The Statue of Liberty’s inspirational promise, “Give me your tired, your poor, your huddled masses yearning to breathe free,” was never really an open invitation to all. A review of American immigration policy reveals a nation seeking to maintain a particular racial and ethnic balance — that is, a nation composed of white, western Europeans. At various times, America’s immigration policies have been constructed to block or limit the entry of Asians, Eastern Europeans, Hispanics and certainly Africans and other dark-skinned immigrants.
The latest installment in this long, sad story: The Trump administration’s announcement that it would end “temporary protected status” for more than 59,000 Haitians who have been able to live and work in the United States since a 2010 earthquake devastated the impoverished island nation. Last month, Trump ended temporary protected status for Nicaraguan immigrants.
These Haitian citizens have lived in the United States for seven years now, many working and sending money back to support family members in Haiti. During this time, more than 30,000 children have been born to these expatriated Haitians ― children who are American citizens, who have never known a life other than the one they’ve lived here, whose parents are no longer welcome to stay.
Extending temporary protected status to Haitian refugees after the earthquake was a humanitarian gesture: The earthquake rendered millions homeless. But Haiti has yet to fully recover. Thousands of Haitians still live in tent cities with no bathrooms, electricity or running water. And Haiti was pummeled again last year when Hurricane Matthew swept over the island.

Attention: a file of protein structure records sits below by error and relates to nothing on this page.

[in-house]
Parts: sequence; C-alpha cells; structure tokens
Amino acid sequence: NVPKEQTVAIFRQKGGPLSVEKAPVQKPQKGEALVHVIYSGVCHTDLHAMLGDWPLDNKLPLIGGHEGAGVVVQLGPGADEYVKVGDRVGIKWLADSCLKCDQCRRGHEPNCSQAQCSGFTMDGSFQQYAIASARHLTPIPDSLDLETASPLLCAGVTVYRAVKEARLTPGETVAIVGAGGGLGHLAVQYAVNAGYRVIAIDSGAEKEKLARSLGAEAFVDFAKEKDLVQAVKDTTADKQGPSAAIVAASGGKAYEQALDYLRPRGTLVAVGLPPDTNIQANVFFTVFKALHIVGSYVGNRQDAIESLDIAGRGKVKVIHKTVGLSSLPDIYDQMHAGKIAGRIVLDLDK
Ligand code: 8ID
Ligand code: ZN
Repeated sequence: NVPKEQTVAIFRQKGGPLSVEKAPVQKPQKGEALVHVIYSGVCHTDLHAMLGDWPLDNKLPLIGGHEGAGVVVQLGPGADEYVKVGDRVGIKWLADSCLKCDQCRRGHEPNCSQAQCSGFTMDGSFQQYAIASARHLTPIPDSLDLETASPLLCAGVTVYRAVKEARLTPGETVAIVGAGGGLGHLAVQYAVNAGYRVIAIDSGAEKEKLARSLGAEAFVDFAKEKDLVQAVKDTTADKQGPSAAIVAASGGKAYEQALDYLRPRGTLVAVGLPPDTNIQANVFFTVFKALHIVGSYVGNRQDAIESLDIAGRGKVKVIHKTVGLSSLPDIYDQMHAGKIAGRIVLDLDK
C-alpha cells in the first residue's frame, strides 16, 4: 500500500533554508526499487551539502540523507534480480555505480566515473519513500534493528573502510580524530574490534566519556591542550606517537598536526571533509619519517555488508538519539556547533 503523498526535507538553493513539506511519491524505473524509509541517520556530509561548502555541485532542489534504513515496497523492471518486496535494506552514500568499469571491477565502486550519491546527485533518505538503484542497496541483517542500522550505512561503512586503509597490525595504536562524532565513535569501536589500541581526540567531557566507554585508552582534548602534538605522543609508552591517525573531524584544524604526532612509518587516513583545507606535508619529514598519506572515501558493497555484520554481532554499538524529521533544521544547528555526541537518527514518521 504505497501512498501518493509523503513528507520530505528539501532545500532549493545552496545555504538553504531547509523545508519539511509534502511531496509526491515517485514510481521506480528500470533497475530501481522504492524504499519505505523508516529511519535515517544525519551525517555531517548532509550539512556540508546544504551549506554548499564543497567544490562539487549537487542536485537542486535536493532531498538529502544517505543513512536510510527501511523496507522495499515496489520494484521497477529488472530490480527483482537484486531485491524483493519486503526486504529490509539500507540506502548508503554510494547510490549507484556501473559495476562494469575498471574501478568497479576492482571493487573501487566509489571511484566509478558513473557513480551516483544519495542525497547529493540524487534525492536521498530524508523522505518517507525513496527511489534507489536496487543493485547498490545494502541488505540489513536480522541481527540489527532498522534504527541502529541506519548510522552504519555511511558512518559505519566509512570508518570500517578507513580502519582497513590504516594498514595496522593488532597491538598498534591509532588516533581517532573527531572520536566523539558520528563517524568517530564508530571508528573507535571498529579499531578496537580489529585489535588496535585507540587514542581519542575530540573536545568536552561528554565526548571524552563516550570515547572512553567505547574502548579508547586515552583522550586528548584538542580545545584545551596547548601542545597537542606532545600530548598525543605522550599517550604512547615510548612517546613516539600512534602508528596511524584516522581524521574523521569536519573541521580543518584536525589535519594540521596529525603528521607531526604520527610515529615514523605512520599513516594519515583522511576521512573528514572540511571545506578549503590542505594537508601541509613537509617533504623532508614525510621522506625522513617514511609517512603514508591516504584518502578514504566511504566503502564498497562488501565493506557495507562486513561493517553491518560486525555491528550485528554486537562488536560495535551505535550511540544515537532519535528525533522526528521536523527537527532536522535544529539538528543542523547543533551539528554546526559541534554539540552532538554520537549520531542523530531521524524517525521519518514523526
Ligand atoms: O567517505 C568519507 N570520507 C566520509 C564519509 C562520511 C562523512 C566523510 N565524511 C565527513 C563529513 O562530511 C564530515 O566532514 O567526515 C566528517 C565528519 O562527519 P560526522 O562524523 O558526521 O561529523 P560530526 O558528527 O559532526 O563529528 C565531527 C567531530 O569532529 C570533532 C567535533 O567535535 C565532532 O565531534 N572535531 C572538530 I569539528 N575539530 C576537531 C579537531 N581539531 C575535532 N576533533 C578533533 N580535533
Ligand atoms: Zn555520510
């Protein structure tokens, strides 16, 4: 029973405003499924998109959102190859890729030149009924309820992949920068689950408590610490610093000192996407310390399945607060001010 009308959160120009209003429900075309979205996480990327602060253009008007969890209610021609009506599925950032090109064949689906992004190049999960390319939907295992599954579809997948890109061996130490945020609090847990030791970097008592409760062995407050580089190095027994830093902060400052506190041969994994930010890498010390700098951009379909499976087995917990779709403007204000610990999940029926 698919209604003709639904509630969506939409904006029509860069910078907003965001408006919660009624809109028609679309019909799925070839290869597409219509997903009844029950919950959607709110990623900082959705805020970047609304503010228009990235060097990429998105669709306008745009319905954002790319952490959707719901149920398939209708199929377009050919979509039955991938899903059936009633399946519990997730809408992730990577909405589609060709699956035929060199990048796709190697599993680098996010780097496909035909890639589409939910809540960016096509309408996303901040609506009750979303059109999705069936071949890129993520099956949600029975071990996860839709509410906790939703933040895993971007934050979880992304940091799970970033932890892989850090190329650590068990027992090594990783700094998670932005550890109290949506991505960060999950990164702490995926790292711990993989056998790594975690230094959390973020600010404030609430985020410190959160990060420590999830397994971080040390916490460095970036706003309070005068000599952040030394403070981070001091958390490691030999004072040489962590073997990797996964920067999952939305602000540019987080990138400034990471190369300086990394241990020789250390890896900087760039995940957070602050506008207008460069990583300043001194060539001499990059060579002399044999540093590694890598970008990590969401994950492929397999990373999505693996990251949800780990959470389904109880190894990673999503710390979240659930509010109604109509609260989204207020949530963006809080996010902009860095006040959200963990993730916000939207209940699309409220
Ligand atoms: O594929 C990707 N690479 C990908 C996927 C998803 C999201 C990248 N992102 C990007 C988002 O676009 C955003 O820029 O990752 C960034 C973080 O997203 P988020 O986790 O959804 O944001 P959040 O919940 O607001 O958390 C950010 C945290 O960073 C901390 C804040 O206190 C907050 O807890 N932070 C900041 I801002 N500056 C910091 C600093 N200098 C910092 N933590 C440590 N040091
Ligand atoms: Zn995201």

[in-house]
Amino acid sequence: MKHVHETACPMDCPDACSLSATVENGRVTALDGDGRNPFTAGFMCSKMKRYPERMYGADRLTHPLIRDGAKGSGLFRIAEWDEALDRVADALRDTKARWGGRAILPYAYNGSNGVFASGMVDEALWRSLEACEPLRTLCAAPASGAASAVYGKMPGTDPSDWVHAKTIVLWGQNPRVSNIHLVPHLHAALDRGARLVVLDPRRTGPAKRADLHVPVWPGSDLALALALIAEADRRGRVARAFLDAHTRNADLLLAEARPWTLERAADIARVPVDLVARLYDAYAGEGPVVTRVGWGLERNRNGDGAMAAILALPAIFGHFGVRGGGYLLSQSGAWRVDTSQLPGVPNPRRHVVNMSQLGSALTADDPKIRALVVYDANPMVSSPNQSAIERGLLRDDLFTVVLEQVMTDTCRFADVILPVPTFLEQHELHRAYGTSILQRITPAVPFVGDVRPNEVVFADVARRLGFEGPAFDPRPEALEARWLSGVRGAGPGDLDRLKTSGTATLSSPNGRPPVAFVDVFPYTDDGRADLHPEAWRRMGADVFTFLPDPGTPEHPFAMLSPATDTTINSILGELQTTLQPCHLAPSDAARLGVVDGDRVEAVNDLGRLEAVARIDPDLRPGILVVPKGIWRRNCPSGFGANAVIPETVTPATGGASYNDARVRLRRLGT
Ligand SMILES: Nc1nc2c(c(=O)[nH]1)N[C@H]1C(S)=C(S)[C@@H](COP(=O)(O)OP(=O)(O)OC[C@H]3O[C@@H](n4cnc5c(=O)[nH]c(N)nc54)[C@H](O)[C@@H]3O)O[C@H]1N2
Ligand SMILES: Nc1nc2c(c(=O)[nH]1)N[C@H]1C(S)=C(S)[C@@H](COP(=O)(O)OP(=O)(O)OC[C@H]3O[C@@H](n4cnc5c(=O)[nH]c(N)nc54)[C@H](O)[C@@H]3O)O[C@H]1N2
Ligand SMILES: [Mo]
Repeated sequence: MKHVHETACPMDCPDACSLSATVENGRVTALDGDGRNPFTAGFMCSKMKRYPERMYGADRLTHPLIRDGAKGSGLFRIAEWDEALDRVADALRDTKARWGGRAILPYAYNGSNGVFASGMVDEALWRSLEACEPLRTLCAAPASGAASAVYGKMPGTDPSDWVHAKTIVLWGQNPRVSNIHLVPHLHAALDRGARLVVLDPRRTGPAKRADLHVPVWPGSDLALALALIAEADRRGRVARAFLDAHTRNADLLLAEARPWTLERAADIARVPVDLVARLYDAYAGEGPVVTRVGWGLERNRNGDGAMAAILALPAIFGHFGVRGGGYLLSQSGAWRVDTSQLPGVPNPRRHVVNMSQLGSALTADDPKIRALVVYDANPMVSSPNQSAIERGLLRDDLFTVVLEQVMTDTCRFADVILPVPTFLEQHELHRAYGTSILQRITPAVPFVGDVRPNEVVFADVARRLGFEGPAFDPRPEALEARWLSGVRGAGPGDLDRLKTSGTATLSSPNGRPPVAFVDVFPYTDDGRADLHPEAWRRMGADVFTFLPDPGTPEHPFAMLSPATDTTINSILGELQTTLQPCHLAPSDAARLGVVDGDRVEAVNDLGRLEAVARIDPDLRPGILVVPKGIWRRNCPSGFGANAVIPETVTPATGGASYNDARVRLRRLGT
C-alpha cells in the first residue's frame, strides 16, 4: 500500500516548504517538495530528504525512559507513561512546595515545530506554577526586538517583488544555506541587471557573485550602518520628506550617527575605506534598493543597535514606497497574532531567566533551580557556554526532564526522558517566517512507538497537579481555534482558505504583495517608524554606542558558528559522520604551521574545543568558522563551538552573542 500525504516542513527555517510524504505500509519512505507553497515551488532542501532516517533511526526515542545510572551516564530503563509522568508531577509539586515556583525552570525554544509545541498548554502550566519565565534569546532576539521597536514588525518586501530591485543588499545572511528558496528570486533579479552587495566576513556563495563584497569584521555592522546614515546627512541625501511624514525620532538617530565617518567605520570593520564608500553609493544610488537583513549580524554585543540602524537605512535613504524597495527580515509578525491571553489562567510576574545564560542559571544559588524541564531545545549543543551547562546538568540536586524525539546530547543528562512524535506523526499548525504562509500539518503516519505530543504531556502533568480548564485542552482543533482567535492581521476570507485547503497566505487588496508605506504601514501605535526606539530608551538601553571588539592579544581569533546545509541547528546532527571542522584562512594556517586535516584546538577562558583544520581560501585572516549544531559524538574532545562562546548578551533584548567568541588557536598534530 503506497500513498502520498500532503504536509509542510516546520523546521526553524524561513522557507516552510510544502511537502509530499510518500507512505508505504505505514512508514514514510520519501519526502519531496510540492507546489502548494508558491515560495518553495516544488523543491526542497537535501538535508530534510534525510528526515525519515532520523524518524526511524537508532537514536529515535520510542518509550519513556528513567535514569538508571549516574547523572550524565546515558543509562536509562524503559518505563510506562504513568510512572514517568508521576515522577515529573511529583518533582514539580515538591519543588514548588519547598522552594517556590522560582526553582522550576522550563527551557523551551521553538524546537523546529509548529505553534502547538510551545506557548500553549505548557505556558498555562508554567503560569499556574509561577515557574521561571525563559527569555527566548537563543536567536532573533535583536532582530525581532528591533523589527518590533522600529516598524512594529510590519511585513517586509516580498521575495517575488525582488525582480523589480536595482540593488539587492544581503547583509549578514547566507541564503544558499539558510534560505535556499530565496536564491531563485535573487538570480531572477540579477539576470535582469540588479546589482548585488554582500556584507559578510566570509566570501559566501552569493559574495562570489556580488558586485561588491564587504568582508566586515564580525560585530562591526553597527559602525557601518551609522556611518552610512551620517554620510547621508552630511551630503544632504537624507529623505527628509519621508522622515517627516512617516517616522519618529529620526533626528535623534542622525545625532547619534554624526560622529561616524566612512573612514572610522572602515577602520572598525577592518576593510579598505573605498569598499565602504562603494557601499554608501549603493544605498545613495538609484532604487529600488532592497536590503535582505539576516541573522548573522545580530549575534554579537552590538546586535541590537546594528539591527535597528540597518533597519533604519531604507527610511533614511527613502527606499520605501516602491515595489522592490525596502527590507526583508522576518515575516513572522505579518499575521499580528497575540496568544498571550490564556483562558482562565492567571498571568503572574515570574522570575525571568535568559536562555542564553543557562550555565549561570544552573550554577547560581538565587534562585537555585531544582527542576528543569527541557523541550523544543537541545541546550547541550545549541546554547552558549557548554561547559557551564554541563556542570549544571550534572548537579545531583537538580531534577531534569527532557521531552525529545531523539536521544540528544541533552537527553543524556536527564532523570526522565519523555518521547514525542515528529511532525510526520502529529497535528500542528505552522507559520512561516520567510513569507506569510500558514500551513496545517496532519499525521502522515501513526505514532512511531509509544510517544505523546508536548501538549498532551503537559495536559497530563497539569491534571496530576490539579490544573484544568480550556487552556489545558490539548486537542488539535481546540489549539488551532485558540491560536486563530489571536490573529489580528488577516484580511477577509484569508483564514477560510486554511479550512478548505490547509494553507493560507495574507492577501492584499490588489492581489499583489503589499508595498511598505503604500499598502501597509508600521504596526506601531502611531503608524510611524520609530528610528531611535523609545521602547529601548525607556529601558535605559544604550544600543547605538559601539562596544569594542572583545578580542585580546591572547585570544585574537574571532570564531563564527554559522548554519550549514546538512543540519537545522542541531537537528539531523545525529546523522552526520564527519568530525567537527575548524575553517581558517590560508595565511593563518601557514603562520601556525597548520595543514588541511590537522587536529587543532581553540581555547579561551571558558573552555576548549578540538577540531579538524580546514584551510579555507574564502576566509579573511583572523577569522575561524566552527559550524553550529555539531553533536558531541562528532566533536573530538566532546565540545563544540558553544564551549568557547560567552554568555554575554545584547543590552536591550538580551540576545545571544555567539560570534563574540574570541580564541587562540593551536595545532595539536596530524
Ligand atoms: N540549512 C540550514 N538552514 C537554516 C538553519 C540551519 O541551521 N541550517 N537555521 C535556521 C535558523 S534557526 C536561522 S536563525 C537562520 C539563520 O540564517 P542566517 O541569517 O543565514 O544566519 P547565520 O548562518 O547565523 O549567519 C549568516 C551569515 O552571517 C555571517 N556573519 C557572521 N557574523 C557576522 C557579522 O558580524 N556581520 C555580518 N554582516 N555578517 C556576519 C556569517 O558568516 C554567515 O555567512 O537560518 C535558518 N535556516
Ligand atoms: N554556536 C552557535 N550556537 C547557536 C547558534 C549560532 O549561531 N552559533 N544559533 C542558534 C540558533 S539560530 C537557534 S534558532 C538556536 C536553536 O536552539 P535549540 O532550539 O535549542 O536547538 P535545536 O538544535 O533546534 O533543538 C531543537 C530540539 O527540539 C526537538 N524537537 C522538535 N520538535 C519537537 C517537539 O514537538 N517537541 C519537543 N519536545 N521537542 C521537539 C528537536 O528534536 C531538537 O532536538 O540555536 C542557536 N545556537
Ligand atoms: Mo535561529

The need for humanitarian support for these Haitians, who are well assimilated into American culture, is not over. But is America still a nation with humanitarian values? And ― setting aside grace and kindness ― just from a practical standpoint, these expats play an important role for us, too. Many work low-paid service jobs that America’s economy depends on, keeping costs of goods and services down for more privileged Americans.
Their presence here provides symbiotic benefits on both shores: Here, they make a higher wage than they ever could earn in Haiti; their living conditions are better; their children benefit from an American education. By working hard and sending money to family in Haiti, they stabilize people in the poorest nation in the hemisphere ― a nation that has yet to properly benefit from the $13 billion in aid pledged worldwide to rebuild the country. Much of that relief, directed to contractors and NGOs, has yet to reach the island seven years later.
But President Trump seems not to be basing this policy decision on the facts, but rather on a thinly veiled campaign promise to reset America’s immigration policy to keep out people of color and make America white again.
The Immigration Act of 1924 limited the number of immigrants based on national origin to give preference to white immigrants from northern and western Europe and limit those from southern and eastern Europe. As a Congressional report on the policy openly stated, the quota system was “an effort to preserve, as nearly as possible, the racial status quo in the United States. It is hoped to guarantee as best we can at this late date racial homogeneity.”
This policy was “reformed” in 1965 to impose an equal 20,000 immigrant limit to all countries. But that egalitarian veneer still favored white-skinned immigrants, since western Europe is made up of many small nations and Africa, at the time, was composed of colonies rather than countries, and didn’t get quotas.
President Trump rode to victory by playing on the worst fears and biases of some Americans. His heartless Haitian policy lays bare the ugly, racially divisive underpinnings of his presidency. It represents the latest dog whistle to his increasingly empowered, white supremacist base.
American greatness is premised on high ideals and will never be achieved by division, racism and hate.
Ben Crump is a nationally known civil rights attorney and advocate, and is the founder and principal of Ben Crump Law, www.bencrump.com.